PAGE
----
How Does a New Health Technology Hit the Market?

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So what we've seen in the past 10 years is often referred to as pilotitis. There's been this proliferation of proof of concept, demonstration projects that have tried to explore how these technologies might be used. And that's been to some extent criticized by many because, the expectation has been that those pilots would eventually bulge in into a full scale deployment across a district or across a country.

But what these pilots have done is demonstrate to us what is possible, what is feasible in this kind of challenging circumstances. Now, part of the paradigm shift that we've seen in the past five years is really the conversation about, how do we start to pick the most promising solutions from these pilot projects and start to think about integrating them into the formal health systems, scaling them at a national level and thinking about the necessary elements that have to be in place for that kind of scale to occur.

So the first stage is of course the vision. A country has to have a concerted vision and a strategy for what they need to do, and what their aspirations are, from a public health stand point, let alone not including the technology, but thinking about what they want to accomplish as public health infrastructure.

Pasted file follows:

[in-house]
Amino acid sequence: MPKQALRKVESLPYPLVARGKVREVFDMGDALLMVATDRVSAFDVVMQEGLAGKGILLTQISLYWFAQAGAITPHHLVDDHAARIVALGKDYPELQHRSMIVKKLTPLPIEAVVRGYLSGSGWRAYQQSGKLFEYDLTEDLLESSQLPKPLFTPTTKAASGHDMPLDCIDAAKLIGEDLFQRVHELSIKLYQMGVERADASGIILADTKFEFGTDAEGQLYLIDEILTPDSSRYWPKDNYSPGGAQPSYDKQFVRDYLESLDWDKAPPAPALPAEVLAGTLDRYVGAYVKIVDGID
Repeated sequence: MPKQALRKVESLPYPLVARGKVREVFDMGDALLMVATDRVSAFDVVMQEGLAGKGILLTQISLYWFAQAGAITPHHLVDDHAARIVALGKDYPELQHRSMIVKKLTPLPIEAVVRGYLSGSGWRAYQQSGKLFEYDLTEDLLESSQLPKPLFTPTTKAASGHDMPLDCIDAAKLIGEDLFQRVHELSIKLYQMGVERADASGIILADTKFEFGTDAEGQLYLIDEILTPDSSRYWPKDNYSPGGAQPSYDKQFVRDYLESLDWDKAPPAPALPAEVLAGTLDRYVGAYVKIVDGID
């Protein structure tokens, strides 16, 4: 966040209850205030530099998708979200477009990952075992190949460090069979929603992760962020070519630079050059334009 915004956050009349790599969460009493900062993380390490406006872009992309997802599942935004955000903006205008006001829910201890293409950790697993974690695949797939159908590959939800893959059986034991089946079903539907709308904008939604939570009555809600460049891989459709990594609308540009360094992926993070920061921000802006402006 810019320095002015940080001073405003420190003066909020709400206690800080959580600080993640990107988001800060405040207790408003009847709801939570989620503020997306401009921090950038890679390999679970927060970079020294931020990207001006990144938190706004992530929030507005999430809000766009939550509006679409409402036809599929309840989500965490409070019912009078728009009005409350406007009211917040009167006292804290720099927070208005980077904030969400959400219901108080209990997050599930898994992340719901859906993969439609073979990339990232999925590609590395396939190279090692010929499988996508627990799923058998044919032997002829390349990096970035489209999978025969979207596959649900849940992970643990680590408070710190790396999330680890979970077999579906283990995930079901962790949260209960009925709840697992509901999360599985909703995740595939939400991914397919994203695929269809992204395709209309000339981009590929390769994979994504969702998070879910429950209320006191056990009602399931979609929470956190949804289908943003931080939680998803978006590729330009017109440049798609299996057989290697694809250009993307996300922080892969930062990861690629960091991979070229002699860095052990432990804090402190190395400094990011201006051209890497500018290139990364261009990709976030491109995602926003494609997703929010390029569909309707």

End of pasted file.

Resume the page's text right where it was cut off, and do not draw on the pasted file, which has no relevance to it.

Is it establishing that denominator of high risk population, so women who are likely to become pregnant and experience childbirth, high risk drug use populations who are at risk of HIV. Identifying those priorities is the first step. The next step is identifying the appropriate technologies that make sense to use in that context given the manpower you have, given the ability to expand training and to purchase equipment and to sustain the kinds of innovations we are talking about.

And then it is identifying the right partner mix, whether it's engaging the private sector, whether it's engaging the telcos and thinking about how do we move now from the ideas that we have to the full-scale deployment at a national.